Shailesh B.O.’s latest show, Mirrors In The Mind, combines the profound with the kitsch

The first piece of art Shailesh B.O. created when he decided to work on glitter, a complex medium, is the most different among the 50-odd pieces at his latest show Mirrors In The Mind that includes sculptures and paintings. Titled Fractal Series — Escape, it is that of a man trapped in a golden cage. The human in water colour and the cage, in glitter. “Glitter is an Indian element, and I haven’t seen it in art anywhere and decided to draw inspiration from all things Indian and local to create this series,” Shailesh, a BFA in Painting from Shimoga, explains.

The installation Cosmic Dance is Shailesh’s reflection on the way images from one creator’s work get repeated over a period of time to an extent that the original creator remains untraceable. The installation also features a sculpture and everyday things such as keychains and an assortment of other miniscule objects, all painted over with glitter, lending it a store-window quality. “My eight-year-old daughter brings her friends to this part of the exhibit and says, ‘Look, you can touch this art’. I have also had visitors who choose this installation to stand in front of and take pictures,” says Shailesh, who is a Cholamandal resident artist. That is the sort of accessibility his new medium brings to art.

Technological advances

Dubbed his most profound work yet, An Open Book — Touch Me Not is as much a commentary on technological advances as it is on contemporary living. It features Shailesh’s drawing journal in a museum-like, enclosed case, which the public is not allowed to access. However, its contents are made visible on a flat television at the click of a mouse. “We do not touch the actual object, and yet are able to create the illusion of a page flip,” Shailesh says.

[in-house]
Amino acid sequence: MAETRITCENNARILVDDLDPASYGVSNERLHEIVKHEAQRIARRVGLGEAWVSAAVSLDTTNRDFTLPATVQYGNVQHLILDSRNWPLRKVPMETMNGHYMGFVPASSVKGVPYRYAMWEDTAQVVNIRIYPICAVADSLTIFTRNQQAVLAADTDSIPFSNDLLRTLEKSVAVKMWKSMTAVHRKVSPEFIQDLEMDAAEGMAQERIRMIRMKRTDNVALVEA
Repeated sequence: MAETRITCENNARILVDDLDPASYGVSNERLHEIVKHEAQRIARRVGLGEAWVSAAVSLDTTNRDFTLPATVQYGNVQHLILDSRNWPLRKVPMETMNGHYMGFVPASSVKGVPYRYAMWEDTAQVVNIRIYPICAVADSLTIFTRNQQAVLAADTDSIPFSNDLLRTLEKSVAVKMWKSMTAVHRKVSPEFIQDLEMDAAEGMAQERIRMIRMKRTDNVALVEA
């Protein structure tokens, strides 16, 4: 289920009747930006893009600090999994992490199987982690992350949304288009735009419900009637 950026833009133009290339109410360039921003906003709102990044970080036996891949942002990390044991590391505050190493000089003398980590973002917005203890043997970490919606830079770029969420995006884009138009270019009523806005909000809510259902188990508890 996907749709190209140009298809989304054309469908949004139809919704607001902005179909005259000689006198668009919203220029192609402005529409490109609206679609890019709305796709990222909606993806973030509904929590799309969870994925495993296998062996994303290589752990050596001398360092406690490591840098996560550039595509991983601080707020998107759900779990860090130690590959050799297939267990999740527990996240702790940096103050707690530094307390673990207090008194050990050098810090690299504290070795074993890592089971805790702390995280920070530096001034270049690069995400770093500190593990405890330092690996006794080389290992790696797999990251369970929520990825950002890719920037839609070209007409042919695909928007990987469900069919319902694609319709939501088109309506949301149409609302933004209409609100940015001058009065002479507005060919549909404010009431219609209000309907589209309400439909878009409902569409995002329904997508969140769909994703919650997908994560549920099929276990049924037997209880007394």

While leaves, flowers and yogic postures lend a mystic quality to Shailesh’s work, the common motif across a lot of the works on display, the lotus, a very Indian element, is his commentary on a ‘floating life’ — like that of the flower that appears to be floating in water but is rooted beneath the surface.

“Working on glitter has been very challenging. I couldn’t even breathe, because if I did, I might end up blowing the material away,” he adds. Even his sculptures are experimental and in keeping with the mirror imagery theme seen consistently throughout the work. While some sculptures feature mirrors, others feature mirror images of pieces and experiments in texture that include silver foil and lime coating.

(The exhibition is on till November 30 at Art Houz, No. 41, Kasturi Rangan Road)